So the whole point of this, actually, was to try to explain Marah to the rest of you, to share what I feel like is the biggest secret in the world. So many people have not even bothered or tried once or felt betrayed by a certain album’s release (I swear, put a banjo on a record once and the insurgent country fans will never, ever let you live it down, ask Jeff Tweedy and Ryan Adams if you don’t believe me). I talk to people in the industry about this band and I get a shrug or total disinterest. ‘The record didn’t do much for me,’ they say. I urge them to check out the live show. ‘Well, I saw them a year or two ago, it was acoustic, not very compelling.’ I explain that it is not quite the same these days, that they’ve found their stride, that they are MISSING Something. And yet, these are the same people who are working themselves into a paroxysm over the likes of Franz Ferdinand and the Arcade Fire and Interpol and I don’t get it. All of that is good music, sure, well-crafted and well-played, and in some cases even with personality and humor, but I am not finding heart and soul and that indefinable thing that makes you ache and yearn and fills the empty places inside, the way I do with Marah.
Can I talk to you about ‘Reservation Girl’? That might help. ‘Reservation Girl’ is, as of this writing, unrecorded, and frankly, I don’t think it could ever be recorded, or at this point, ever should be recorded, because it’s this amorphous energy being in and of itself, it takes on a life of its own every time they play it, it is never the same song or the same feeling and I’m not sure that the band know what’s going to happen every time they play it. I know when I saw them play a show in September, just, you know, your garden variety Marah show, not a special event or anything, ‘Reservation Girl’ was so hard and so pure and so sharp that it made me cry, and when it finished I turned to the boyfriend and said, ‘We have to go tomorrow night.’ (They were playing two blocks from my apartment, but we had chosen to see another show that night, which was why we had driven to Philly for this one.)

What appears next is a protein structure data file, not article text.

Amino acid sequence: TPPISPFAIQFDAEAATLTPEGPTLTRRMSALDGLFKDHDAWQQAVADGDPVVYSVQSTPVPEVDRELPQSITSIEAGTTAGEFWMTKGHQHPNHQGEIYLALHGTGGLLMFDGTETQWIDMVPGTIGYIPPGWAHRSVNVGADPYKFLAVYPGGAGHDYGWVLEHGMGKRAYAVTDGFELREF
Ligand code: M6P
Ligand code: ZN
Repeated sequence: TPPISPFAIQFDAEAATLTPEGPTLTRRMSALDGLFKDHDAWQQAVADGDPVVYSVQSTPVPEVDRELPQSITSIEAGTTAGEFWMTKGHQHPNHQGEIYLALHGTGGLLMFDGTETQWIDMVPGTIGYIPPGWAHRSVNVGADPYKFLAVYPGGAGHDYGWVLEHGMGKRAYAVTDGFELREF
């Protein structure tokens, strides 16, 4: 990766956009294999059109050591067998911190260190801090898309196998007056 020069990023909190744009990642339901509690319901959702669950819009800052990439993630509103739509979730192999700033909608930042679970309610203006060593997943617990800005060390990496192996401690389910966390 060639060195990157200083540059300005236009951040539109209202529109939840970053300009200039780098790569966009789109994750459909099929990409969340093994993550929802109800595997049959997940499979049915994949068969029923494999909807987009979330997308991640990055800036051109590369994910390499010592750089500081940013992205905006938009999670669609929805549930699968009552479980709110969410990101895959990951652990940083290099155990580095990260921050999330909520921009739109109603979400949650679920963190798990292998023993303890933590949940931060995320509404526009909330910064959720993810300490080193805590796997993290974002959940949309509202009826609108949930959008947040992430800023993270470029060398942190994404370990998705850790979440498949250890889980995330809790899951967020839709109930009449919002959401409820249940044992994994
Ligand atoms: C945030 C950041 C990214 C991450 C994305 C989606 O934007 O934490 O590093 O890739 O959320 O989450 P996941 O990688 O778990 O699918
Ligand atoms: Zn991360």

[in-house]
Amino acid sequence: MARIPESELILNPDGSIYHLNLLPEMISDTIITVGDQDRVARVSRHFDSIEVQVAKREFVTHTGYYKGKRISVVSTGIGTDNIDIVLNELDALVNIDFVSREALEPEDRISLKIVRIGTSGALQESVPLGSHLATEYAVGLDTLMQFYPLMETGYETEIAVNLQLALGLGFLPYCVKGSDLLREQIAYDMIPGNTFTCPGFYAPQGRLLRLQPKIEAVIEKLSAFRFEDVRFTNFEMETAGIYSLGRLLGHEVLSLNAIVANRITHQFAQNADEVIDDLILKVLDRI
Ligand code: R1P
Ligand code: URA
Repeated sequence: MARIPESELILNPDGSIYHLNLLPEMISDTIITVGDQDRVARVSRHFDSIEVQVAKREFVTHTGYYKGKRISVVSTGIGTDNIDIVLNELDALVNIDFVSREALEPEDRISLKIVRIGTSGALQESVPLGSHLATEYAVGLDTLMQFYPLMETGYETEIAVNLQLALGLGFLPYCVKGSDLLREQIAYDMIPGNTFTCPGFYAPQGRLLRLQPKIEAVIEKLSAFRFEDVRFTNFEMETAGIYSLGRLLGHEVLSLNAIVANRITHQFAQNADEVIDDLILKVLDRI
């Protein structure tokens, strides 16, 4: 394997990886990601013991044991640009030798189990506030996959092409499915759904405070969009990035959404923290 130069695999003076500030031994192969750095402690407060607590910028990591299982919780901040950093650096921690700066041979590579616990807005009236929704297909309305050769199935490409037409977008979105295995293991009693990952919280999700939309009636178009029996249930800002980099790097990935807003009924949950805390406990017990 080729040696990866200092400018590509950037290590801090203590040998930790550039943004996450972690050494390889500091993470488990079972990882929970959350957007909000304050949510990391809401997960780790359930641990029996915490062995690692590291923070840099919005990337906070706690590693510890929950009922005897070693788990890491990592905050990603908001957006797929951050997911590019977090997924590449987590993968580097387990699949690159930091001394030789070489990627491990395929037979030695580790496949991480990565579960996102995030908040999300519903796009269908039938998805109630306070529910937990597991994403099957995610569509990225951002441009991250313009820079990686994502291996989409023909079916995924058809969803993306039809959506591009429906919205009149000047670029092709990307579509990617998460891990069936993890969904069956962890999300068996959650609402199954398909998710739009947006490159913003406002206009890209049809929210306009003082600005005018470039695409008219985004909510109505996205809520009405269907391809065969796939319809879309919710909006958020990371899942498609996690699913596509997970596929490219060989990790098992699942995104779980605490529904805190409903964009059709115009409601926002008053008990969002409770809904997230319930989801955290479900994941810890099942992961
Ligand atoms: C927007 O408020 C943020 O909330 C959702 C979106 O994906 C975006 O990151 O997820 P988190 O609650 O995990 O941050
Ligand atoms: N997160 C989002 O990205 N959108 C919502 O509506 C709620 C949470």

So, like I mentioned already, it’s a show-closer. Of course, you’re never quite sure what and when the end of the show is going to be, if Dave is going to follow the list or not (night two of the Marage Thanksgiving shows, he was disavowing all knowledge of the list, but at Sin-e on 9/11, him and Serge got into a fight because Serge had the wrong guitar on, and Dave pointed to the list in frustration). So out of nowhere, you’ll hear the intro notes, kind of shimmering, played at varying speeds, anywhere from achingly slow, with a little bit of delay, to a little bit quicker and brighter, sometimes they go on a little while before Dave starts singing, sometimes they coincide ‘ when they start prior to the vocals, it’s like some kind of clarion call for everyone, the musicians to batten down the hatches, for the fans to take their places and gather their wits about them.
So Dave sings the first verse, slowly, drawing each line out, with that intro melody line repeating itself:
‘i got myself a girl…
took a little ride….
into a desert night…
i talk a little jive…
Now Slo-Mo comes in, those soaring lap steel notes kind of drifting through the melody now, while Dave keeps singing:
‘what’s a man to do…
what’s a man to say…
who says i’m a man….
Okay, are you ready? Because you need to hang on, now the band comes in, BOOM:
“got myself a girl
took a little ride
into a desert night
talk a little jive
got myself a love
love i didn’t need
girl i didn’t need
It’s full band now, full ON band, Dave and Serge singing together, and it’s not exactly singing, depending on the mood, it could be growling, scowling, crooning and some combination between Marvin Gaye, Jackie Wilson, Paul Westerberg and Greg Dulli.
“what’s a man to do
what’s a man to say
who says i’m a man
Now it’s trancelike, the energy and momentum are building, getting higher and higher, more and more intense, the sweat is pouring off of both Dave and Serge by now. It’s this energy-raising chant, almost, it’s hypnotic, mantra-like, getting more and more feverish and fervent, sometimes desperate and yearning, sometimes wild and hard:
“got myself a girl
took a little ride
to a desert night
talk a little jive
got myself a love
love i didn’t need
girl i didn’t need
got myself a car